Get-QADUser -ProxyAddress needs the address type or a wildcard

The wonderful colleague who has succeeded me as the main ActiveRoles Server admin here at Awesome German Auto Parts Manufacturer (awesome.com) ran into trouble last week while trying to find out which user had a proxy address that she was trying to assign. firstname.lastname@awesome.com is not quite as unique as one might think, even in a country with loads of rather long family names, and when a holder of a firstname.lastname@awesome.com leaves, there’s possibly another who would like to have it, and who outsiders are trying to reach at that address.

So my successor cleverly noticed that Get-QADUser has a -ProxyAddress parameter, so tried this on the stubborn address:

Get-QADUser -ProxyAddress "firstname.lastname@awesome.com"

Nothing.

She tried it on her own address, as she was quite sure that one was in there.

Nothing.

Resourceful lady that she is, she started Googling.

Nothing beyond this old Dmitry Sotnikov post: http://dmitrysotnikov.wordpress.com/2010/08/13/manage-email-addresses-without-exchange-cmdlets/

His example shows the address type (in this case, x400) prefix on the searched-for address, but doesn’t state that this is necessary for this parameter to work properly.

Because I’d hit my own wall on Lync emergency calling configuration, I experimentally tried:

Get-QADUser -ProxAddress "smtp:myfirst.mylast@awesome.com"

Result!

Just to check, I tried it without whispering “smtp:“, and…

Nothing.

My colleague verified this, and then reminded me that there was this Exchange quota data-gathering script I’d promised to help with a few weeks ago…

Fun facts about the ProxyAddresses Active Directory attribute and Get-QADUser -ProxyAddress:

ProxyAddresses is a multi-valued attribute, and -ProxyAddress will search each value in all the ProxyAddresses attributes of ActiveRoles-managed AD objects until it finds all matches.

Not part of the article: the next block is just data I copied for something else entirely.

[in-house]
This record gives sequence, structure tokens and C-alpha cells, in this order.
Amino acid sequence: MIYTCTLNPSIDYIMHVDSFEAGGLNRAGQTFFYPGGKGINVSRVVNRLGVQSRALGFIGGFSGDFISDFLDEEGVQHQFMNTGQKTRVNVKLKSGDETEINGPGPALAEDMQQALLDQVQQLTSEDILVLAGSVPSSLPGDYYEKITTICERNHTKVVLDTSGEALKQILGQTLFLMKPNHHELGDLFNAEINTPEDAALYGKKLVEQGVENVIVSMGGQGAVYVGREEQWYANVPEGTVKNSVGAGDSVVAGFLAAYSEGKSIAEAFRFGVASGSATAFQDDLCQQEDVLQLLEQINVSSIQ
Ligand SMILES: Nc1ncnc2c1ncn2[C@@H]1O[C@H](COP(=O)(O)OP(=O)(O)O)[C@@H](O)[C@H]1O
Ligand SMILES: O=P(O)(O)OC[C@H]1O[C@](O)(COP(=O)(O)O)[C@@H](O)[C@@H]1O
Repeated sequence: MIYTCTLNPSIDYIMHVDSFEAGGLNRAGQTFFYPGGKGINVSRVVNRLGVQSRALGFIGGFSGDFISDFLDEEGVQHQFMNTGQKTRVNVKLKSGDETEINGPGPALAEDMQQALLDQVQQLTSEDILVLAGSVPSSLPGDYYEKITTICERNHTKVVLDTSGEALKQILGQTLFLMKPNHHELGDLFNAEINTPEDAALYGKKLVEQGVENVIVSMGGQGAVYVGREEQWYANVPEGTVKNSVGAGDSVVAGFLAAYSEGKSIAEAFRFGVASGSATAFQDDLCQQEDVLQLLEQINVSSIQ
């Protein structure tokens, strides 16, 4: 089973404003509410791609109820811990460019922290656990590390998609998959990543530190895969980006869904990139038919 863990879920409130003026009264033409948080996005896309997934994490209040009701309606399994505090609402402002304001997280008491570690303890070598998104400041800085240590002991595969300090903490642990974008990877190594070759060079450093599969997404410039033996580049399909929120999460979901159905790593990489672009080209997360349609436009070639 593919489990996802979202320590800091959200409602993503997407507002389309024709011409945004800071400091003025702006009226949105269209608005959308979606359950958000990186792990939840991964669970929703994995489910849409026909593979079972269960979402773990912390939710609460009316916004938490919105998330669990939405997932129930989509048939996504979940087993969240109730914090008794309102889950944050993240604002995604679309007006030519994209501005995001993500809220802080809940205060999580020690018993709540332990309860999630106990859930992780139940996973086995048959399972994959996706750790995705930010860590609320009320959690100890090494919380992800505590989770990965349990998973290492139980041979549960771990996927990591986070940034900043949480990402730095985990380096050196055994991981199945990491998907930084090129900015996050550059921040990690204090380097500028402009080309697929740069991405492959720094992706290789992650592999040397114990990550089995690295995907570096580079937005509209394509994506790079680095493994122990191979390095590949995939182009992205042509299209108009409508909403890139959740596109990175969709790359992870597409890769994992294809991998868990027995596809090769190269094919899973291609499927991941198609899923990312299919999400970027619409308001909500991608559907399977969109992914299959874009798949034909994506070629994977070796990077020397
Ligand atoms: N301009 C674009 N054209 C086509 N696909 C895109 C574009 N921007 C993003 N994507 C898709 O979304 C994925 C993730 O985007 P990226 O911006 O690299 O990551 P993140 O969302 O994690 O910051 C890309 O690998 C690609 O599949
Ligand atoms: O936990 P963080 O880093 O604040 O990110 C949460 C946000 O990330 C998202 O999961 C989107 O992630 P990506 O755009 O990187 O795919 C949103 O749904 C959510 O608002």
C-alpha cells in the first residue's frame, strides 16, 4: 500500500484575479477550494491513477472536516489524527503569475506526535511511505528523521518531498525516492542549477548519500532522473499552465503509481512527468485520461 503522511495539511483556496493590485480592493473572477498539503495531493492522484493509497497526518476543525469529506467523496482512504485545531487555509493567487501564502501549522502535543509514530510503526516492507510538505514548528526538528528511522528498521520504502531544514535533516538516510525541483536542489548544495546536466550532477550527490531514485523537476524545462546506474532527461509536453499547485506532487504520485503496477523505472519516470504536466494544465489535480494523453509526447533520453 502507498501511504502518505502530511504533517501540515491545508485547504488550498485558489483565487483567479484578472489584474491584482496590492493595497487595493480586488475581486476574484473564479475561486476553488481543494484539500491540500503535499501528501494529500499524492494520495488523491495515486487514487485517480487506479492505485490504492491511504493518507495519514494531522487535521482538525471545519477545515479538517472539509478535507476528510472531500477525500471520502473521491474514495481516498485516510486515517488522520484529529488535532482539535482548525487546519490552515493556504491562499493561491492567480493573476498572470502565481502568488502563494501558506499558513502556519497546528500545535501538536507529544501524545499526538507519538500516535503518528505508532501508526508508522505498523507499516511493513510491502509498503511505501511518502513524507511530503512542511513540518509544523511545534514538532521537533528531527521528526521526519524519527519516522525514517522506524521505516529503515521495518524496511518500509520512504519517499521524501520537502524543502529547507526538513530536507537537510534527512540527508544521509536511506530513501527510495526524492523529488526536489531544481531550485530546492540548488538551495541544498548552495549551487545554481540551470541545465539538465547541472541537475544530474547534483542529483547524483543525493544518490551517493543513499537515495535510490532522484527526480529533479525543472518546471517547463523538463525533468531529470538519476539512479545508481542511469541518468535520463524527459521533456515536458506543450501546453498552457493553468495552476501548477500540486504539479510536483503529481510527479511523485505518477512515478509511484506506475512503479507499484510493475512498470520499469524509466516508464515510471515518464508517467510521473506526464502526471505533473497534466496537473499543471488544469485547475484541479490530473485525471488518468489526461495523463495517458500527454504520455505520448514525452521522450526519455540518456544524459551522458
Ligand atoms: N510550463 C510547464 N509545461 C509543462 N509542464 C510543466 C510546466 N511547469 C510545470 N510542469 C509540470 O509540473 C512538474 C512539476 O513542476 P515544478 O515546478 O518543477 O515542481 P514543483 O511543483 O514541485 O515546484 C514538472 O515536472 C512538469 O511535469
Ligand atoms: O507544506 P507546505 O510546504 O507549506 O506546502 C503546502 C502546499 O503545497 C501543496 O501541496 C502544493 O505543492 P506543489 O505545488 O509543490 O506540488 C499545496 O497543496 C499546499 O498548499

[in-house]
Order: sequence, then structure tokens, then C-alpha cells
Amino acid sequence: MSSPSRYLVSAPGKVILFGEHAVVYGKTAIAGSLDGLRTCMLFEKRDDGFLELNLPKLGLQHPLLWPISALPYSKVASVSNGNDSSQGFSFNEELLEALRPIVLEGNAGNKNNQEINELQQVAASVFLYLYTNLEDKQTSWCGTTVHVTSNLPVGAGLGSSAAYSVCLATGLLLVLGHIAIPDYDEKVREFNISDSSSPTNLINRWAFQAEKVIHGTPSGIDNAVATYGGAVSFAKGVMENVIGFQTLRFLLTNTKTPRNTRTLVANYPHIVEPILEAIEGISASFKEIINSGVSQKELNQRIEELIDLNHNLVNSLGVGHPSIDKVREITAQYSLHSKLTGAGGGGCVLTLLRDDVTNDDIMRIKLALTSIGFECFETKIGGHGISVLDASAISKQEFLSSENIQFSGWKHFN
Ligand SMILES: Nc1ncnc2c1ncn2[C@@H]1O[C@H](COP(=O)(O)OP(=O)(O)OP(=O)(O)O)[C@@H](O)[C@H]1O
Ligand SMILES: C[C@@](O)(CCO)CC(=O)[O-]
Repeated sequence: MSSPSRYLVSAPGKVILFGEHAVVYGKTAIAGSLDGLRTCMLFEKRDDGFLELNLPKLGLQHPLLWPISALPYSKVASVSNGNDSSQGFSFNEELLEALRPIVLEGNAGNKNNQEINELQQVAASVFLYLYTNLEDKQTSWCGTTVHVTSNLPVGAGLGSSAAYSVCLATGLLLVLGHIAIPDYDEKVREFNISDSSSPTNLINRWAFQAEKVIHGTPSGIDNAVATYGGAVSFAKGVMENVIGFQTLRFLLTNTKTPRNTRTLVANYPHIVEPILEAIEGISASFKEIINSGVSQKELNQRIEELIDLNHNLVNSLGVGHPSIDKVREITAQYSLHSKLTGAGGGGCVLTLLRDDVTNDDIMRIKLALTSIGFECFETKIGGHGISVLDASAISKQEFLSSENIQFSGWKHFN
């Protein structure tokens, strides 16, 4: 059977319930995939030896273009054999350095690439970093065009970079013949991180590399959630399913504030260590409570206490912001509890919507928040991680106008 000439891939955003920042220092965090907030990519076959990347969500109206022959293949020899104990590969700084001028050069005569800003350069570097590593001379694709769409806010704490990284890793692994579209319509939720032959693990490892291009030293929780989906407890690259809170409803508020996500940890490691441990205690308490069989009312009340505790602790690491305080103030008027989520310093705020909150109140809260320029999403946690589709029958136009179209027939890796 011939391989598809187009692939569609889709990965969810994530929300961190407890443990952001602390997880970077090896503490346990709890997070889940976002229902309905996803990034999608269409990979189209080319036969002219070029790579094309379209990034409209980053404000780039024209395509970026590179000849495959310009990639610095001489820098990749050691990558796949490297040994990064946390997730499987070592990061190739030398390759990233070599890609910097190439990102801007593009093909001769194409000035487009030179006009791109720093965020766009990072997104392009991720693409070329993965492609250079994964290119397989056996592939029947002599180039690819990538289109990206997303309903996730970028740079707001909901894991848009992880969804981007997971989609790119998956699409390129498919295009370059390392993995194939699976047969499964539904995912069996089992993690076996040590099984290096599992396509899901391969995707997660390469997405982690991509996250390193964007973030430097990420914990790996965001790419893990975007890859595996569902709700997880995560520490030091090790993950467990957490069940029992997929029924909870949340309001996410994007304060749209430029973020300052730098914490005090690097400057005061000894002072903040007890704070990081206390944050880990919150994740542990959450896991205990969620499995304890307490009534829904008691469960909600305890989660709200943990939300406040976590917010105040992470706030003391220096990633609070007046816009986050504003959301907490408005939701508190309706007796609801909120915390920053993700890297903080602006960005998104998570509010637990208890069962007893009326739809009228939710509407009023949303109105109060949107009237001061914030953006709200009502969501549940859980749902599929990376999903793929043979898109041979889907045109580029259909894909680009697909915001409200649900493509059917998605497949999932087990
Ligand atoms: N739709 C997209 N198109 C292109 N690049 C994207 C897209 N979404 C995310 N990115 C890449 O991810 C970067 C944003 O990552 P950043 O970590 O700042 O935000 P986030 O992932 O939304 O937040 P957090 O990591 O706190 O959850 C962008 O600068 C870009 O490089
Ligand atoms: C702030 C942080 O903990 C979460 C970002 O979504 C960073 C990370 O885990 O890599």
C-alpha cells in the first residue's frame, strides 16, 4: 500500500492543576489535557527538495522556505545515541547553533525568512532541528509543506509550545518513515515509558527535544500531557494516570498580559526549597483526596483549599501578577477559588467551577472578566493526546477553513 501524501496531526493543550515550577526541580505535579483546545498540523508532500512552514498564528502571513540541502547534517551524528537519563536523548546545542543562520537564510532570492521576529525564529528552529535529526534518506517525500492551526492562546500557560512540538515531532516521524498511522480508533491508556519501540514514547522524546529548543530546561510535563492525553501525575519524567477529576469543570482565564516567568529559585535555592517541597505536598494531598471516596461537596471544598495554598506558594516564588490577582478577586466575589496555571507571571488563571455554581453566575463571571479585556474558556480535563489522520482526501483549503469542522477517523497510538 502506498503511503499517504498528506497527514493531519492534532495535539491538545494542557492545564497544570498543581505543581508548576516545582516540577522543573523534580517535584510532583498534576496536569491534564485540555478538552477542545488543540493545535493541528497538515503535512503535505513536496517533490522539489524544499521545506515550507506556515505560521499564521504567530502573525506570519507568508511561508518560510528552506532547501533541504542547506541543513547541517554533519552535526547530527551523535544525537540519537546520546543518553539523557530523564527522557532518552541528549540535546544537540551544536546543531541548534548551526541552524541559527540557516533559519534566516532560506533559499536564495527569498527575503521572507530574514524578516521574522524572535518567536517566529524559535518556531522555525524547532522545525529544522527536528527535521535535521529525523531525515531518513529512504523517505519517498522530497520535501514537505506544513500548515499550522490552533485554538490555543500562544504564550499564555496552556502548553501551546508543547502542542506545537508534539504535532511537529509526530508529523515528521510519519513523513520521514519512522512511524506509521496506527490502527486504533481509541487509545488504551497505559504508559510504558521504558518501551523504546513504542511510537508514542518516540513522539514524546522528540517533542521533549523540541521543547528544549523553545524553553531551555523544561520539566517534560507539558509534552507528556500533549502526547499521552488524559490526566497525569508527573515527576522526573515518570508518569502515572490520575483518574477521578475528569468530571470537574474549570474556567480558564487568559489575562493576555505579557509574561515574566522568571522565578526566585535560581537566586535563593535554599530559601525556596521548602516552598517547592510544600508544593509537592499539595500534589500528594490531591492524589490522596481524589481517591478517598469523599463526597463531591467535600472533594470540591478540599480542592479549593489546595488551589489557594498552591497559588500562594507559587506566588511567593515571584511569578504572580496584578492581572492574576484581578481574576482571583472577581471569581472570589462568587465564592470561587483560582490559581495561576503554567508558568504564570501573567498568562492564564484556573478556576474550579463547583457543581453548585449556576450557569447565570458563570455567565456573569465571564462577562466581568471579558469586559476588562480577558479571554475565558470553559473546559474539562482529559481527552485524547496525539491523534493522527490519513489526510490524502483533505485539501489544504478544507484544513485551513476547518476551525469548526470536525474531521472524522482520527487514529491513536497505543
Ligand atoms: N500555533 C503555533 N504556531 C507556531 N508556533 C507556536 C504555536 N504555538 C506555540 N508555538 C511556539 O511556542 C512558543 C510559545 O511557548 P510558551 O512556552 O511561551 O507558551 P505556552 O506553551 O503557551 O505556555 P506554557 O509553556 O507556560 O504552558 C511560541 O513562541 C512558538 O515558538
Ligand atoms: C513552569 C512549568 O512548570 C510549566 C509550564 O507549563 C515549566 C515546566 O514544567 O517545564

– Wildcards (“*logonname@awesome.com“) take longer (20 seconds here) than exact matches like “smtp:logonname@awesome.com” (less than a second), but do work. Get-QADUser always returns user objects, and it will return the object only once per query, even if there are several matches within a user’s ProxyAddresses attribute. A wildcard in the middle of the search (“sip:*logonname@awesome.com“) will also work, but takes AGES (2.5 minutes in my environment).

– Since the ProxyAddresses attribute also contain EUM (Exchange UM) and SIP addresses (Lync or other Unified Communications platform), Get-QADUser -ProxyAddress is also useful for finding the source of a collision there. The wildcard is particularly useful here: “*:firstname.lastname@awesome.com” will find all the objects that contain that address, regardless of type.

– It is case-insensitive. That means that it will match both “smtp:firstname.lastname@awesome.com” (a secondary proxy address) and “SMTP:firstname.lastname@awesome.com” (the user’s current primary email address).

Get-QADUser -PrimaryProxyAddress is picky in exactly the same way: Get-QADUser -PrimaryProxyAddress "firstname.lastname@awesome.com" didn’t work; Get-QADUser -PrimaryProxyAddress "smtp:firstname.lastname@awesome.com" did. The performance differences between wildcard and exact match searches were in line with -ProxyAddress as well.

The following one-liner finds all the users with *.mueller@awesome.com proxy addresses, no matter what type, and makes a flat (String) MatchingAddresses attribute for the ones with more than one match (for example, sip:max.mueller@awesome.com and smtp:max.mueller@awesome.com).

Get-QADUser -ProxyAddress "*.mueller@awesome.com" | select name, @{n="MatchingAddresses";e={($_.proxyaddresses | where { $_ -like "*.mueller@awesome.com"}) -join ';' }}

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